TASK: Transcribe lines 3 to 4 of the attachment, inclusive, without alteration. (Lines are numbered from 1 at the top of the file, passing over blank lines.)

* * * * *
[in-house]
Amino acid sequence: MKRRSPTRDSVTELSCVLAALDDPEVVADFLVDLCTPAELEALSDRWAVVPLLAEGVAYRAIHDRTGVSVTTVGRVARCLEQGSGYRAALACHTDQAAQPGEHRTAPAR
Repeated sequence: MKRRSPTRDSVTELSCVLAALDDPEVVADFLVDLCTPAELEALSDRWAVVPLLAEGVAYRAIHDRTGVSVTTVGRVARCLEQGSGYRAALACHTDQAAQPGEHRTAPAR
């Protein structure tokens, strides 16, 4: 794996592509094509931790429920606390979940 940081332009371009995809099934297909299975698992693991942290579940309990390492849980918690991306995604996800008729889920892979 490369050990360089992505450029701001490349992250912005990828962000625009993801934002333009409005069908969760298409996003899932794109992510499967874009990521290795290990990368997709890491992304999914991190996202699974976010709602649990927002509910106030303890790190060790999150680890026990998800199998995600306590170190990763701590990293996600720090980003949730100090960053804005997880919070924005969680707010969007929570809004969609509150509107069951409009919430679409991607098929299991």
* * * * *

Repeated sequence: MKRRSPTRDSVTELSCVLAALDDPEVVADFLVDLCTPAELEALSDRWAVVPLLAEGVAYRAIHDRTGVSVTTVGRVARCLEQGSGYRAALACHTDQAAQPGEHRTAPAR
């Protein structure tokens, strides 16, 4: 794996592509094509931790429920606390979940 940081332009371009995809099934297909299975698992693991942290579940309990390492849980918690991306995604996800008729889920892979 490369050990360089992505450029701001490349992250912005990828962000625009993801934002333009409005069908969760298409996003899932794109992510499967874009990521290795290990990368997709890491992304999914991190996202699974976010709602649990927002509910106030303890790190060790999150680890026990998800199998995600306590170190990763701590990293996600720090980003949730100090960053804005997880919070924005969680707010969007929570809004969609509150509107069951409009919430679409991607098929299991």